WELLINGTON, New Zealand -- Ricardo Pelaez had let it slip a few days earlier: "Yes, I have a voice and a vote to personally recommend [to Televisa mogul Azcarraga Jean] that Miguel ['Piojo' Herrera] should continue as coach of the Mexican national team."
Pelaez did this without changing his position. "Miguel and I are on loan for two games. Afterward we'll return to America and the Liguilla [Liga MX playoffs]," but he also acknowledged that at the end of the day, for his boss as well as for all of Mexican soccer, the national team is more important that the ambitions of America.
But the question stands: Should Herrera continue to lead El Tri?
He himself recognized after the 4-2 (9-3 overall) result against New Zealand that it would be ridiculous to search for a fifth coach for the national team in this long, hard and difficult process before the 2014 World Cup in Brazil.
"Nobody wants a fifth coach," Herrera explained, knowing no doubt that against New Zealand, albeit with shortcomings and deficiencies, Mexico recovered many of its lost virtues.
One of them was the ability to use the Azteca Stadium as a fortress, as opposed to during the tenure of Chepo de la Torre, who, even though he had many things going for him, ended up failing to win and even suffered another disastrous loss in the Azteca.
Another was the way they played, the team's resoluteness and fighting spirit, and the proper use of key players such as Luis Montes, Gullit Pena, Paul Aguilar and Miguel Layun, and very much in particular Oribe Peralta, a player who under de la Torre was one striker among many, while Chicharito Hernandez was given blind and slavish backing, keeping him higher than Oribe in the pecking order.
Clearly, the decision has been made. But this traditional need to hold farces, to make a big show out of things, to create a big song and dance, makes the decision the responsibility of the "Junta" of club owners, as (former El Tri manager) Sven-Goran Eriksson would say.
And we all know that the "Junta" obeys the yoke that has them by the throat. They will be notified; they are not going to be allowed to make suggestions or cast a vote.
The other 17 team owners will be allowed to speak to the America of Televisa, but will not have a chance to vote against. That is the price of submission and slavery for those who choose to live under the yoke.
But, thinking that he can fool Mexico's soccer fans, at the end of the scheduled meeting on Dec. 2, Justino Compean will emerge to cynically state that "by unanimous decision, which reflects our solidarity and our union of purpose toward the national team, Miguel Herrera is confirmed as manager."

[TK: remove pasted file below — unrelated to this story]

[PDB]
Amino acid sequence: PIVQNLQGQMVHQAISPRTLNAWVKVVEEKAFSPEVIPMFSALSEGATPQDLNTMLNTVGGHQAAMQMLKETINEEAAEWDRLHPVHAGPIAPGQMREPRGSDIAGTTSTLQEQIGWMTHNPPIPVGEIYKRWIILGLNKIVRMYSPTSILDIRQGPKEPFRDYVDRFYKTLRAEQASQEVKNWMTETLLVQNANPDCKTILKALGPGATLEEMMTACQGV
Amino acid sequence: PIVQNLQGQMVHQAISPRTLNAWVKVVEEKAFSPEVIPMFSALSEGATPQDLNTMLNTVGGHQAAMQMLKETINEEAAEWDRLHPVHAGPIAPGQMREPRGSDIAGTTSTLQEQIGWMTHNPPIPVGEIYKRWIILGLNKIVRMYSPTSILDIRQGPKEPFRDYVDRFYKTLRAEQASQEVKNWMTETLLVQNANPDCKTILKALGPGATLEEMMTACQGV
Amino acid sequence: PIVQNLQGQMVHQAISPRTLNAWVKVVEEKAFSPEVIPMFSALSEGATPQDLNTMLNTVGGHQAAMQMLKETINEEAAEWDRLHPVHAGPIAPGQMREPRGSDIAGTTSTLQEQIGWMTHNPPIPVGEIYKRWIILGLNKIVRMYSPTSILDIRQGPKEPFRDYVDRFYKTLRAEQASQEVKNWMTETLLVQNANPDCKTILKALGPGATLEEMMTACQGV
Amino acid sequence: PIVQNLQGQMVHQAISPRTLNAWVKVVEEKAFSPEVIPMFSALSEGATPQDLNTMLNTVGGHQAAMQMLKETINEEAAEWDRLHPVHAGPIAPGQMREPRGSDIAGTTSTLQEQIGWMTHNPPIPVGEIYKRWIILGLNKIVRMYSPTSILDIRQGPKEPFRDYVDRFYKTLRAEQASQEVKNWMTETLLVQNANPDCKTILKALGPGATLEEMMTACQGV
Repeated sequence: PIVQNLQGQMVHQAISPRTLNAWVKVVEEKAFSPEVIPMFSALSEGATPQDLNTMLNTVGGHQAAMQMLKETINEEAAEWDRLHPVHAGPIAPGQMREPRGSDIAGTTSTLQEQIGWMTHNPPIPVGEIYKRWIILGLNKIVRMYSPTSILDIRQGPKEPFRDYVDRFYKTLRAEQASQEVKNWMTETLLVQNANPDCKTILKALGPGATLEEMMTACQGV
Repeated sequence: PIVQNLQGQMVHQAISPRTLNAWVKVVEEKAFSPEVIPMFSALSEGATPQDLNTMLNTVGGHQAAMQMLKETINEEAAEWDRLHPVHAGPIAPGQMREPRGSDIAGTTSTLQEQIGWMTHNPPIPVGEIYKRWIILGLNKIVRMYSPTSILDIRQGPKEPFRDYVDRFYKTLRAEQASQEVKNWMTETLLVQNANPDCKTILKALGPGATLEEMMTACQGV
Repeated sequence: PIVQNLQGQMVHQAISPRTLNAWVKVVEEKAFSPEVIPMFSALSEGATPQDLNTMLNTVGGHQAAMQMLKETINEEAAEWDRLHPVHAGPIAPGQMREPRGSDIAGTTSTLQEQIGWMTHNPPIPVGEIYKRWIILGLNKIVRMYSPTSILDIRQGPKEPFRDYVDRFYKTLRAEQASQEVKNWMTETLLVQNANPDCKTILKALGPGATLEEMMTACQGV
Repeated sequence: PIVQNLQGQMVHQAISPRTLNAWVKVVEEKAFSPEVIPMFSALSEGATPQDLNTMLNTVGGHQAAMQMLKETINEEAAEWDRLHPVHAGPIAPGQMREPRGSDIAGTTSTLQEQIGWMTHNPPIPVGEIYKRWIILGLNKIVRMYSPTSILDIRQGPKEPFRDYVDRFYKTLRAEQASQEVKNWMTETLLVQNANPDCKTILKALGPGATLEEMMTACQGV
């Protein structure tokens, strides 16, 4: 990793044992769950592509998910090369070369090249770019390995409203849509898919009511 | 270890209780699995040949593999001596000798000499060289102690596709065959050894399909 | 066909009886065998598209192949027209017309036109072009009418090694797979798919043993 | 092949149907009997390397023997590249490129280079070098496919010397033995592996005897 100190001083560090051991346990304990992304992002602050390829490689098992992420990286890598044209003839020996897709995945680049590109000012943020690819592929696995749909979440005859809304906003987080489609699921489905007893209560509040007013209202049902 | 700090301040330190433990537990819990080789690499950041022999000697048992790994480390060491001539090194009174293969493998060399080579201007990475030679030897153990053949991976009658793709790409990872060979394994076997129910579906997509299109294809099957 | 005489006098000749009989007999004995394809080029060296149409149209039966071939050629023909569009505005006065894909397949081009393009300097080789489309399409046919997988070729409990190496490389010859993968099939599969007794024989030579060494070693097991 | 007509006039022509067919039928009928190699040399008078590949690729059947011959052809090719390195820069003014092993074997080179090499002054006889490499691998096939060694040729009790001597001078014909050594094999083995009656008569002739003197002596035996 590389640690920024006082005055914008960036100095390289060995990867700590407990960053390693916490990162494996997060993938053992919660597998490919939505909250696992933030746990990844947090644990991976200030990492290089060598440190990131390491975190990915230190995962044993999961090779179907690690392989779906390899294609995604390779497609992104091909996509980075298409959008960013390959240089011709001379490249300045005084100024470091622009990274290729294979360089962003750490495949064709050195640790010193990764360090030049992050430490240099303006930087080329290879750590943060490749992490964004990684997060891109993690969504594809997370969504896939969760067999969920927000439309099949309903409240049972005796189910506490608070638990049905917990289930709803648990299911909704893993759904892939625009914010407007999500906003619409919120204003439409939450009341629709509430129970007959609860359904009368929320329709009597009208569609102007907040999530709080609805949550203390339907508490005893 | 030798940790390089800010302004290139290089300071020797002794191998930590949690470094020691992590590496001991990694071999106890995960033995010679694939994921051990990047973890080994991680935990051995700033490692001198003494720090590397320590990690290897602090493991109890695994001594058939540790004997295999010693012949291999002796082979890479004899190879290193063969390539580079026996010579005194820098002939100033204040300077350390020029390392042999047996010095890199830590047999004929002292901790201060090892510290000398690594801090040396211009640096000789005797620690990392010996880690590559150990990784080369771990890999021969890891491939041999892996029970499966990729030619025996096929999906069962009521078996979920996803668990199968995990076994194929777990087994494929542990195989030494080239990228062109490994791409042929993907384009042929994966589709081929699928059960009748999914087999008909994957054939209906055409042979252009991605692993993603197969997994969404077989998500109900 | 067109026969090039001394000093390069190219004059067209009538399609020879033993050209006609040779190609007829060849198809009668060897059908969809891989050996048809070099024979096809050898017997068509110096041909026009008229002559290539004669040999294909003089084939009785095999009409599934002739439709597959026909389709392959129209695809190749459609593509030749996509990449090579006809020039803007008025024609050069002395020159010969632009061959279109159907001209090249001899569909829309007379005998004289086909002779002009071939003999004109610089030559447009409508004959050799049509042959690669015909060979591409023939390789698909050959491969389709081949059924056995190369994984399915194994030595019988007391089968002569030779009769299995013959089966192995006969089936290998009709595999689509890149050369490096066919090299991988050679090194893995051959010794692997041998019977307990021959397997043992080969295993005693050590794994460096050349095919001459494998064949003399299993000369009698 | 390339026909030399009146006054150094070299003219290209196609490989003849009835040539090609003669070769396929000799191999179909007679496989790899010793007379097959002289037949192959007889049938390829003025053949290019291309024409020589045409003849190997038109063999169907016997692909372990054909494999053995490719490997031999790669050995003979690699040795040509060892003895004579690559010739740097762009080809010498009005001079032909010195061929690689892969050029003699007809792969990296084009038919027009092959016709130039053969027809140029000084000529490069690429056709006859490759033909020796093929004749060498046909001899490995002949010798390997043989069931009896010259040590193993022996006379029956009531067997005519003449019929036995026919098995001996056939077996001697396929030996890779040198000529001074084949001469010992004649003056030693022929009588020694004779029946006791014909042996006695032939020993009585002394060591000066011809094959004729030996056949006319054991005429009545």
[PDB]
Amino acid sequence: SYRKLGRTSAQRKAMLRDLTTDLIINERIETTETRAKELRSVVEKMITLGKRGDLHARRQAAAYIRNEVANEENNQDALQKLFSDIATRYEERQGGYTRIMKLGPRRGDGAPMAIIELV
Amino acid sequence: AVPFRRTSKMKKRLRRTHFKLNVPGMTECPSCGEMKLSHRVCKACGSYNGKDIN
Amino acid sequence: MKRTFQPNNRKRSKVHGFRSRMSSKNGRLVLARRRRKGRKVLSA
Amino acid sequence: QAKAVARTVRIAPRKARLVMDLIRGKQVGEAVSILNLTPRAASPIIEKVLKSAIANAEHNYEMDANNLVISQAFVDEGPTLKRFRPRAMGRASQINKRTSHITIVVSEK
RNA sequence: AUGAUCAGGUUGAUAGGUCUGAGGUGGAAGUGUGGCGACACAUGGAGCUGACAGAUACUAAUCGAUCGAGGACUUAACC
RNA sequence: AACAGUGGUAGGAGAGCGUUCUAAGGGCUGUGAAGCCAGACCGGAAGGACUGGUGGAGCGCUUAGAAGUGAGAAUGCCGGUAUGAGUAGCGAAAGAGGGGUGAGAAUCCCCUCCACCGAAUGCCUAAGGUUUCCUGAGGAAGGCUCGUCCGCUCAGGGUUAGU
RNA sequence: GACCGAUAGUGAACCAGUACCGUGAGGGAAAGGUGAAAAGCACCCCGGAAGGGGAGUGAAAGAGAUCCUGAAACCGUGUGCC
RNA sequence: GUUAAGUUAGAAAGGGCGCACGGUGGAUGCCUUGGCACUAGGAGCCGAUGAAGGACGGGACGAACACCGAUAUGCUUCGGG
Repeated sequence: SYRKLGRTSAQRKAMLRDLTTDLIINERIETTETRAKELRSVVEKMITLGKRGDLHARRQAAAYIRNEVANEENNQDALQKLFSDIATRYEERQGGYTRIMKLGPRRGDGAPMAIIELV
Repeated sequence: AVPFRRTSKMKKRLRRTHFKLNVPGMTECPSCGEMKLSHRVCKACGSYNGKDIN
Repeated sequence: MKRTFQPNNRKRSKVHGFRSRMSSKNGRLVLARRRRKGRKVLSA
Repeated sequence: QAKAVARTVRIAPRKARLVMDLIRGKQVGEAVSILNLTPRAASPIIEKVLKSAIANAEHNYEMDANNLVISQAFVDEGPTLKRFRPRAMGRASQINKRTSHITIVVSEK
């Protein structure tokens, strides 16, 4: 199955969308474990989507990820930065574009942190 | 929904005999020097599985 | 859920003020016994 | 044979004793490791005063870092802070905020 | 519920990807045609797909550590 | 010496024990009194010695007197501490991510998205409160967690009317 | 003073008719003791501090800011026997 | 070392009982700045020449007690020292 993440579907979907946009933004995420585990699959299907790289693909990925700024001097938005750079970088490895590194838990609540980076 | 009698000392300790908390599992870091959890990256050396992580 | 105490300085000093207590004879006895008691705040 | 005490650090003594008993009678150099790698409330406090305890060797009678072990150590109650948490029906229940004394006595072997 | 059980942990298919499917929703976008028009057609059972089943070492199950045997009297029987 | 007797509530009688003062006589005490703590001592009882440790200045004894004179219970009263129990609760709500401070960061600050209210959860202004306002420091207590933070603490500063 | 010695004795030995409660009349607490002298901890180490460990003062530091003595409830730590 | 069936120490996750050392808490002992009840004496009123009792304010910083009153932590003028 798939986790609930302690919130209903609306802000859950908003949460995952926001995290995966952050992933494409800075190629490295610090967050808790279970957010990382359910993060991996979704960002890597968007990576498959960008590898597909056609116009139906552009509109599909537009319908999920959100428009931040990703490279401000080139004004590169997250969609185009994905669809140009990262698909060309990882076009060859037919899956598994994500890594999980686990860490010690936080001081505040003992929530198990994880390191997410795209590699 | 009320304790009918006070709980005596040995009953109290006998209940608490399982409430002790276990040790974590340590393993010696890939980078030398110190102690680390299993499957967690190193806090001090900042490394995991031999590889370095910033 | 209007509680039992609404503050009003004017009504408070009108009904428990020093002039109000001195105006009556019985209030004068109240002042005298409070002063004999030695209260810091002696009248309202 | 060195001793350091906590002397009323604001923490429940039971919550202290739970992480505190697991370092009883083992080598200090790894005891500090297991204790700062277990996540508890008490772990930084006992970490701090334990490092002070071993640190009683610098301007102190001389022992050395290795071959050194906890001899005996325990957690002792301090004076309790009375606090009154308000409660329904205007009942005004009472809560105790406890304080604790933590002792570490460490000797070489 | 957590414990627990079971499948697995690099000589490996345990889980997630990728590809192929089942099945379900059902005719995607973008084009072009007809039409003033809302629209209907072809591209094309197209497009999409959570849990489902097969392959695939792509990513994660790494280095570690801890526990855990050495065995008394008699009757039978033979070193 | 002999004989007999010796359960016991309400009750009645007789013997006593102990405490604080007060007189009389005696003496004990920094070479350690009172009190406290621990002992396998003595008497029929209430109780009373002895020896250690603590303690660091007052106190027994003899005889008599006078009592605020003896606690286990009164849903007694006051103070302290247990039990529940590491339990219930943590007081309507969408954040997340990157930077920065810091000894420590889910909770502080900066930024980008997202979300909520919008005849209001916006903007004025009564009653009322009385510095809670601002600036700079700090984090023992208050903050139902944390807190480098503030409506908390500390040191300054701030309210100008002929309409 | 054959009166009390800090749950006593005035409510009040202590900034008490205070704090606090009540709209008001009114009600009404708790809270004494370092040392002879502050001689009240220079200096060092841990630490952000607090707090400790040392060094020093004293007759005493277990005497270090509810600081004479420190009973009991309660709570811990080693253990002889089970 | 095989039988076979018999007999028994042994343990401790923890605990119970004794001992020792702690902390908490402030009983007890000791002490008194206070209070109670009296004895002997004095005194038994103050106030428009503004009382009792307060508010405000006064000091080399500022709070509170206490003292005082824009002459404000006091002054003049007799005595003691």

It should clear that in Mexican soccer, the democratic process is so very important, so transparent and so false, that the vote of one against the vote of 17 always wins, by a huge majority.
In other words, democracy in Mexico is not judged by actual votes, but by invalidation, the striking out of 17 votes against the power of their ruler: Televisa.
In the world of lies, one is more than 17.
The important thing, however, is Herrera’s clarity with regard to the process. Because during the news conference, after securing the passport to Brazil, his words were no longer conditioned by that meeting of Dec. 2, he spoke freely knowing that the job was his.
1. He is well aware that this team, which overran New Zealand in a resounding and emphatic way, needs a heck of lot of work to be able to reach a competitive level in the World Cup.
2. He understands, unlike his predecessors, that the Europe-based players should act as complements to a basic team spine, and they should not be punished nor expected to always be the source of miracles. These players, as Herrera knows, should provide answers, but not be the only answer.
3. And Herrera is not alone. He has a man who has already had much experience with the national team. Pelaez, obviously, knows more about soccer, about sporting structure, about the coach and team's needs, than Gonzalez Inarritu knows now, or may ever know.
4. In contrast to what Inarritu announced, Pelaez envisions an early arrival in South America, playing against European and World Cup-qualified opposition, two weeks before the tournament, even after their farewell game against Poland in the Azteca Stadium, and with a spine of Liga MX players, which will be gradually joined by the European contingent.
5. And Herrera's position is interesting as well. He has a guaranteed relationship with the five players in Europe whom he was able to reach to explain why he didn't call them up against New Zealand. He doesn't hold grudges and will approach the three players who didn't even return his calls, and will add to the list and give a chance to Nery Castillo, and will be sitting down to speak with Carlos Vela, whom he hoped was now "in a better mental state."
So the only thing remaining is to give the farcical official stamp of approval for the confirmation of Herrera as national team coach -- something which, as he explained, is not urgent, because now that he has established El Tri's World Cup passage, he is now aiming for his second consecutive championship with America.
And so in the paradise of soap operas, tear-jerking TV series and ludicrously fake programs like Laura Bozzo's, it is necessary to provide the televised stamp of approval, the elaborate protocol, the historical solemnity of the appointment.
In other words, let's not make the crowning or the appointment of Miguel "Piojo" Herrera a lousy affair.